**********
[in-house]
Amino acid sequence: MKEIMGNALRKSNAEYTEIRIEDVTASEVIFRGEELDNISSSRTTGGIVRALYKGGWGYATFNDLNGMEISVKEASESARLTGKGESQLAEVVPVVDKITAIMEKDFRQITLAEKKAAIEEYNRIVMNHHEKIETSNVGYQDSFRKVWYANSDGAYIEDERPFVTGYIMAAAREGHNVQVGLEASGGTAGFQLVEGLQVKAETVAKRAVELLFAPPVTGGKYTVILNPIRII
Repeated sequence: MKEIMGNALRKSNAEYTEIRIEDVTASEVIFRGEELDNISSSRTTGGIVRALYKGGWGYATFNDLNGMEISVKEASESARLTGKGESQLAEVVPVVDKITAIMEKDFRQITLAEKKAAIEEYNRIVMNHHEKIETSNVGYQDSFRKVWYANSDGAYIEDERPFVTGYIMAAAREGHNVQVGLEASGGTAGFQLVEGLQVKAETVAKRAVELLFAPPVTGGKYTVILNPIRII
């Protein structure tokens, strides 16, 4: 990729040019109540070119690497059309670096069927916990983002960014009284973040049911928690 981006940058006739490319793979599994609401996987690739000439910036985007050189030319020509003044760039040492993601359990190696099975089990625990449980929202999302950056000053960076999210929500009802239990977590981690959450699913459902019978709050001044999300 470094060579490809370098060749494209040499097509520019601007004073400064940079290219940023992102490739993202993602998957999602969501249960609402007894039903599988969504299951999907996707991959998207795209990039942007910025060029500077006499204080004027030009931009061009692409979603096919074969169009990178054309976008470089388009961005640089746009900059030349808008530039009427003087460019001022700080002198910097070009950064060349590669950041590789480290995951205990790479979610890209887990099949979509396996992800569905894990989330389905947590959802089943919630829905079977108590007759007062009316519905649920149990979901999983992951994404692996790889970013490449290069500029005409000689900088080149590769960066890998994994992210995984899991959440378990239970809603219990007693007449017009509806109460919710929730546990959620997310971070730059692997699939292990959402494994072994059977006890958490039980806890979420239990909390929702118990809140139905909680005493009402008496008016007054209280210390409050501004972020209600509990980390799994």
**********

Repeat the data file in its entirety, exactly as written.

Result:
[in-house]
Amino acid sequence: MKEIMGNALRKSNAEYTEIRIEDVTASEVIFRGEELDNISSSRTTGGIVRALYKGGWGYATFNDLNGMEISVKEASESARLTGKGESQLAEVVPVVDKITAIMEKDFRQITLAEKKAAIEEYNRIVMNHHEKIETSNVGYQDSFRKVWYANSDGAYIEDERPFVTGYIMAAAREGHNVQVGLEASGGTAGFQLVEGLQVKAETVAKRAVELLFAPPVTGGKYTVILNPIRII
Repeated sequence: MKEIMGNALRKSNAEYTEIRIEDVTASEVIFRGEELDNISSSRTTGGIVRALYKGGWGYATFNDLNGMEISVKEASESARLTGKGESQLAEVVPVVDKITAIMEKDFRQITLAEKKAAIEEYNRIVMNHHEKIETSNVGYQDSFRKVWYANSDGAYIEDERPFVTGYIMAAAREGHNVQVGLEASGGTAGFQLVEGLQVKAETVAKRAVELLFAPPVTGGKYTVILNPIRII
């Protein structure tokens, strides 16, 4: 990729040019109540070119690497059309670096069927916990983002960014009284973040049911928690 981006940058006739490319793979599994609401996987690739000439910036985007050189030319020509003044760039040492993601359990190696099975089990625990449980929202999302950056000053960076999210929500009802239990977590981690959450699913459902019978709050001044999300 470094060579490809370098060749494209040499097509520019601007004073400064940079290219940023992102490739993202993602998957999602969501249960609402007894039903599988969504299951999907996707991959998207795209990039942007910025060029500077006499204080004027030009931009061009692409979603096919074969169009990178054309976008470089388009961005640089746009900059030349808008530039009427003087460019001022700080002198910097070009950064060349590669950041590789480290995951205990790479979610890209887990099949979509396996992800569905894990989330389905947590959802089943919630829905079977108590007759007062009316519905649920149990979901999983992951994404692996790889970013490449290069500029005409000689900088080149590769960066890998994994992210995984899991959440378990239970809603219990007693007449017009509806109460919710929730546990959620997310971070730059692997699939292990959402494994072994059977006890958490039980806890979420239990909390929702118990809140139905909680005493009402008496008016007054209280210390409050501004972020209600509990980390799994």